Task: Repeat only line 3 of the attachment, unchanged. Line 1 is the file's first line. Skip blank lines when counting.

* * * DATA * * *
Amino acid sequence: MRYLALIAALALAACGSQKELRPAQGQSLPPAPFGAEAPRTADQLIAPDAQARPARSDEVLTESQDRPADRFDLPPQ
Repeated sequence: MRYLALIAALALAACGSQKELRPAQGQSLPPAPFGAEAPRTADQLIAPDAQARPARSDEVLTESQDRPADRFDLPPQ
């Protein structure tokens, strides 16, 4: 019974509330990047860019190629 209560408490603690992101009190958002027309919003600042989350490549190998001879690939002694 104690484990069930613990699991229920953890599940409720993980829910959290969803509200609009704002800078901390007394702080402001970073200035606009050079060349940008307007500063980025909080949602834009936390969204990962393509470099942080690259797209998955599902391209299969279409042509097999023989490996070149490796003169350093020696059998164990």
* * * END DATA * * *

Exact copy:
């Protein structure tokens, strides 16, 4: 019974509330990047860019190629 209560408490603690992101009190958002027309919003600042989350490549190998001879690939002694 104690484990069930613990699991229920953890599940409720993980829910959290969803509200609009704002800078901390007394702080402001970073200035606009050079060349940008307007500063980025909080949602834009936390969204990962393509470099942080690259797209998955599902391209299969279409042509097999023989490996070149490796003169350093020696059998164990």